We’re continuing our SEO Series this week by taking a closer look at meta descriptions. If you’re even remotely familiar with SEO, you’ve definitely heard these descriptions. They essentially serve as taglines for individual pages and posts on your sites.
“The meta description is an HTML attribute that provides a brief summary of a web page. Search engines such as Google often display the meta description—typically up to 160 characters long—in search results where they can highly influence user click-through rates.”
From this definition, it’s evident why meta descriptions are so important: they highly influence your page and overall site traffic. The meta description is like the blurb on the back of the book you’re trying not to judge by its cover. Except meta descriptions are much shorter than blurbs. They’re one to two sentences max, about 155-160 characters in length. That means you need to somehow summarize your entire blog post or web page in one or two sentences. This also means you need to know how to write something that summarizes but also engages your target audience.
Before we get into how you can do that, it’s important you know where to find the meta description both in the search engine and in the back end. In the back end on WordPress sites, the place to enter your description is located at the bottom. You’ll see it as part of the Yoast SEO plugin. You need to click “Edit Snippet,” and then you can write your description directly in there.
This is what it looks like:
And here’s what the meta description looks like live:
Now, how do you go about writing the best meta descriptions possible? There are a few technical ways you can ensure you’re doing this.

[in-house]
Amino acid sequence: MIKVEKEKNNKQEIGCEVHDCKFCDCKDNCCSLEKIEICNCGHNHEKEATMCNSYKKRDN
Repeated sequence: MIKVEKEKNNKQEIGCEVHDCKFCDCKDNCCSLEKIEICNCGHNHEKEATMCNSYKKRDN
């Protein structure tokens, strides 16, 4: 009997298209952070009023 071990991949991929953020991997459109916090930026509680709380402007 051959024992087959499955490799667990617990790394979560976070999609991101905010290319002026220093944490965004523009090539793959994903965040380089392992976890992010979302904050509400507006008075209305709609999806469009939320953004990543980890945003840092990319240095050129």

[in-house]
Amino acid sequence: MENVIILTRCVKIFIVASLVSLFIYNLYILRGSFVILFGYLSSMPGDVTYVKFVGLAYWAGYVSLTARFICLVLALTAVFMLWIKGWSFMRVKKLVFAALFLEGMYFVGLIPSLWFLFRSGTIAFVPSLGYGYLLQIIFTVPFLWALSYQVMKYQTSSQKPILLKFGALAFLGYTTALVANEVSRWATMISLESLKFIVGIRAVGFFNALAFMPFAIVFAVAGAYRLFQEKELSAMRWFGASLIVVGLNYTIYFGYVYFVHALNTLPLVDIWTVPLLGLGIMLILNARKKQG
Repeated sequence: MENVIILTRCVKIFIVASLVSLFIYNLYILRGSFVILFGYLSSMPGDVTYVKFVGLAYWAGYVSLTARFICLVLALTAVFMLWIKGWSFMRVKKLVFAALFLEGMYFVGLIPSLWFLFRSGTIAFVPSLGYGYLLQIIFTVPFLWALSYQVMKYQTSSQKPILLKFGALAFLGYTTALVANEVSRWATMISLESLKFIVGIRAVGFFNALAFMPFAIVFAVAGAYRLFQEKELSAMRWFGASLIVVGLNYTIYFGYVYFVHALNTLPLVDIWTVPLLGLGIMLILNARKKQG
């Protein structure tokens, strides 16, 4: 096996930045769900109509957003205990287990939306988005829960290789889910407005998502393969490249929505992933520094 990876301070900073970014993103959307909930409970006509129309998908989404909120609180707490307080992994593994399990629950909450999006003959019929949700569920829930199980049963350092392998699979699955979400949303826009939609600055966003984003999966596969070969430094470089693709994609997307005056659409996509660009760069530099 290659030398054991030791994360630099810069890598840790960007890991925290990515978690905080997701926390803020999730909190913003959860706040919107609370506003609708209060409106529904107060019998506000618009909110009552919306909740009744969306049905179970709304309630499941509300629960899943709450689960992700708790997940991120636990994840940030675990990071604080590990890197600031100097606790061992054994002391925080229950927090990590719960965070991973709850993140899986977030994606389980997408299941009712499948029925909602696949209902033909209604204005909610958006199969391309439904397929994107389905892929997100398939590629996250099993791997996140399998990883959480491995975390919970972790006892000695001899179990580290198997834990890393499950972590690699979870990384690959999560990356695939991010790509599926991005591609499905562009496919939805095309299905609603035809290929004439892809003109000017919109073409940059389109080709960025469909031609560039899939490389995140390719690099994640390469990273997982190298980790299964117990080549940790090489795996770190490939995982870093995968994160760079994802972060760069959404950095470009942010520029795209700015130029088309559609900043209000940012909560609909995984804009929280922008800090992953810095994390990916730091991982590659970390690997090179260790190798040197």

First, make sure you include the focus keyword of the page you’re summarizing in your description. This helps your SEO score, and it’s an easy way to make sure your meta description matches your content.
Second, you want to write a description that’s just the right length. This technicality is more for user experience. You don’t want people not clicking on your links just because your description is long or irrelevant. You want them to decide very quickly whether or not your page is what they’re looking for. That said, as you’re writing, there’s a bar that tells you if your description is too long. You need to get it to green.
Third, use active voice in your descriptions. An easy way to do this is to include a call-to-action in the meta description. The call-to-action might be as simple as telling people to learn or read more. For example, here’s the meta description for this blog post (how meta!): “Meta descriptions make your SEO lives easier. Make sure you write descriptions that summarize your content & engage your audience!”
Yes, it’s really THAT simple!
Meta descriptions come after you’ve done all the hard work of preparing content. But that’s exactly what makes them so important: you want to make sure people buy your book & click on your link because what you’re offering is beneficial to them. Feel free to comment below, or contact us if you have any questions!